The Golden Verses of Pythagoras, by Fabre d'Olivet, , at sacred-texts.com
Lysis expresses it thus: Nature, by the homogeneity which, as I have stated, constitutes its essence, teaches men to see beyond the range of their senses, transports them by analogy from one region to another and develops their ideas. The perfectibility which is manifested through the grace of time is called perfection; for the more a thing is perfected the more perfect it becomes. The man who perceives this is struck by it, and if he reflect he finds truth, as I have openly
stated, and to which Lysis was content with making allusion, on account of the secret of the mysteries that he was forced to respect.
It is this perfectibility manifested in Nature, which gives the affirmative proofs that I have promised, touching the way in which Providence removes with time the evils which afflict men. These are the proofs de facto. They cannot be challenged without absurdity. I know well that there have been men who, studying Nature within four walls, and considering its operations through the extremely narrow prism of their ideas, have denied that anything might be perfectible, and have asserted that the Universe was immobile because they have not seen it move; but there does not exist today a genuine observer, a naturalist whose learning is founded upon Nature, who does not invalidate the decision of these pretended savants, and who does not put perfectibility in the rank of the most rigorously demonstrated truths.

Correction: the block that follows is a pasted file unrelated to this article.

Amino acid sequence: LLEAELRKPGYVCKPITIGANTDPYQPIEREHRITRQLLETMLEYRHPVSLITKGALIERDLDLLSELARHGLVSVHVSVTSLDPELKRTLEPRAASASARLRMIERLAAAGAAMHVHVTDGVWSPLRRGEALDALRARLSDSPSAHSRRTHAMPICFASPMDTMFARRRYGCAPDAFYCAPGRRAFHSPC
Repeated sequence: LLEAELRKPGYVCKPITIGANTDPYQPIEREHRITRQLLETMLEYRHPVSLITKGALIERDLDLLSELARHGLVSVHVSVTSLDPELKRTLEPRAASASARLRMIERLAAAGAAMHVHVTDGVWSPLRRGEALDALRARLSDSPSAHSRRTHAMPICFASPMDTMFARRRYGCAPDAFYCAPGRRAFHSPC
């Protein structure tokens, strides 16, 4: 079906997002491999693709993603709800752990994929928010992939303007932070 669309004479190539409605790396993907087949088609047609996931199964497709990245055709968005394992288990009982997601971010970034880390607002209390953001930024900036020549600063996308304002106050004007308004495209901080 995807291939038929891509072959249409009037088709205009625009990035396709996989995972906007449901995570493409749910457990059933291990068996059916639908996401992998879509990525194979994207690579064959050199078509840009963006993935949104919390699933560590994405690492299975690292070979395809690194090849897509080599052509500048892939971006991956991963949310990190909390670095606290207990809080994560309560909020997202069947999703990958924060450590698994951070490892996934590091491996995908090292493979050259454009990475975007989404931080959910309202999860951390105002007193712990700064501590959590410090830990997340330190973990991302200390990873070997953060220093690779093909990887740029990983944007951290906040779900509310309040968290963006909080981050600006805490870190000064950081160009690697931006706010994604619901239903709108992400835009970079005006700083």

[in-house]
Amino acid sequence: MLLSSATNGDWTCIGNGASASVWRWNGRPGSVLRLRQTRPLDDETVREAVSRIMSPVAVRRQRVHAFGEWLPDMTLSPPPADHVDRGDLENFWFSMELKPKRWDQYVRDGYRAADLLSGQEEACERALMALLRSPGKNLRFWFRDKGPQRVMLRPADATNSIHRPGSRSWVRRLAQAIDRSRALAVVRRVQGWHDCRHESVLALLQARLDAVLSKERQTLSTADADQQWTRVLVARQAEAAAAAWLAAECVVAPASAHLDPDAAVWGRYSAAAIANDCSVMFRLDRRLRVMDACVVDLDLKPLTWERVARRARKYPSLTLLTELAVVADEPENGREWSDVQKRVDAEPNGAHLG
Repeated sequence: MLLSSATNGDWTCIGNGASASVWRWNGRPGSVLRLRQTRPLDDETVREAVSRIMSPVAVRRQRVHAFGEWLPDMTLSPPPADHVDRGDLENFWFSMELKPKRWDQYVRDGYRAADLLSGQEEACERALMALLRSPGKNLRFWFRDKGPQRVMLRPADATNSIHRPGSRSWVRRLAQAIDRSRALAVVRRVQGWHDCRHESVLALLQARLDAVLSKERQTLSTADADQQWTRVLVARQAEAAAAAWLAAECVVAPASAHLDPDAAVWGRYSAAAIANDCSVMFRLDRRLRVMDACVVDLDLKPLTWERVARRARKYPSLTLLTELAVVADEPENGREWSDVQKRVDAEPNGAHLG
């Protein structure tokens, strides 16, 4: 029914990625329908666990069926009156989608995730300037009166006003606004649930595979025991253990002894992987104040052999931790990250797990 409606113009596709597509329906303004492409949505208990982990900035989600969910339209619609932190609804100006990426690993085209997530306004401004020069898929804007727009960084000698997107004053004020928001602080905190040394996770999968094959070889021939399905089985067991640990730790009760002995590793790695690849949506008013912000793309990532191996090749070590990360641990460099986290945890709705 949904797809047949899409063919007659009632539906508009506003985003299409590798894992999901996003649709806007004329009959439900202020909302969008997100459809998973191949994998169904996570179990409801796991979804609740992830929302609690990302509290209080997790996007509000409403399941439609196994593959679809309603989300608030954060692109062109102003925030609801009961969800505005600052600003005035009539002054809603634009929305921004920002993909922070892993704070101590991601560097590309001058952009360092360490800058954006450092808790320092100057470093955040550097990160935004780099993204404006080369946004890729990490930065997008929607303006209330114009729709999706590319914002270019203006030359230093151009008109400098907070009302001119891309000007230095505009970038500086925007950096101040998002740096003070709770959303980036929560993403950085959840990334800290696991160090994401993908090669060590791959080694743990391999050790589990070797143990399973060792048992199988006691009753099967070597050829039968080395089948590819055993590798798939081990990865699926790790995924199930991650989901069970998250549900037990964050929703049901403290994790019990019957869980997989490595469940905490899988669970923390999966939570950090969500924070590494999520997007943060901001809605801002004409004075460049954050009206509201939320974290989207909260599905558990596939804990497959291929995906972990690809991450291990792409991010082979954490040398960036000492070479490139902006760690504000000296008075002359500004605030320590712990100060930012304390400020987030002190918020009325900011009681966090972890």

I shall not quote the ancients on a subject where their authority would be challenged; I shall even limit myself, to evade prolixities, to a small number of striking passages among the moderns. Leibnitz, who ought less than any other to admit perfectibility, since he had founded his system upon the existence of the best of worlds possible, has, however, recognized it in Nature, in advancing that all the changes which are operated there are the consequence of both; that everything tends toward its improvement, and that therefore the present is already teeming with the future. a Buffon, inclining strongly toward the system of atoms, ought also to be much opposed, and yet he has been unable to see that Nature, in general, tends far more toward life than toward death, and that it seems to be seeking to organize bodies as much as is possible. b The school of Kant has pushed the system of perfectibility as far as it